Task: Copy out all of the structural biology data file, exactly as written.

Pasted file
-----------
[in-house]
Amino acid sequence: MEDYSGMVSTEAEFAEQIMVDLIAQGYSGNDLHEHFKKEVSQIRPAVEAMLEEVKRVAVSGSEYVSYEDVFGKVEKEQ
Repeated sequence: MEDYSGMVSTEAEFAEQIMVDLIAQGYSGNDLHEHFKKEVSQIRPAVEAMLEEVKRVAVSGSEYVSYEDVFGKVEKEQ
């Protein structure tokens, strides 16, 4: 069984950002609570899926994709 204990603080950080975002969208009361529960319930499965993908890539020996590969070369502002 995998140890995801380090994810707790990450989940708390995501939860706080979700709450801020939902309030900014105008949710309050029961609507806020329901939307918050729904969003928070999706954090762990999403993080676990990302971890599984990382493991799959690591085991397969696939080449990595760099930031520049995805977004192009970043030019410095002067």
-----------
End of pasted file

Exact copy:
[in-house]
Amino acid sequence: MEDYSGMVSTEAEFAEQIMVDLIAQGYSGNDLHEHFKKEVSQIRPAVEAMLEEVKRVAVSGSEYVSYEDVFGKVEKEQ
Repeated sequence: MEDYSGMVSTEAEFAEQIMVDLIAQGYSGNDLHEHFKKEVSQIRPAVEAMLEEVKRVAVSGSEYVSYEDVFGKVEKEQ
């Protein structure tokens, strides 16, 4: 069984950002609570899926994709 204990603080950080975002969208009361529960319930499965993908890539020996590969070369502002 995998140890995801380090994810707790990450989940708390995501939860706080979700709450801020939902309030900014105008949710309050029961609507806020329901939307918050729904969003928070999706954090762990999403993080676990990302971890599984990382493991799959690591085991397969696939080449990595760099930031520049995805977004192009970043030019410095002067």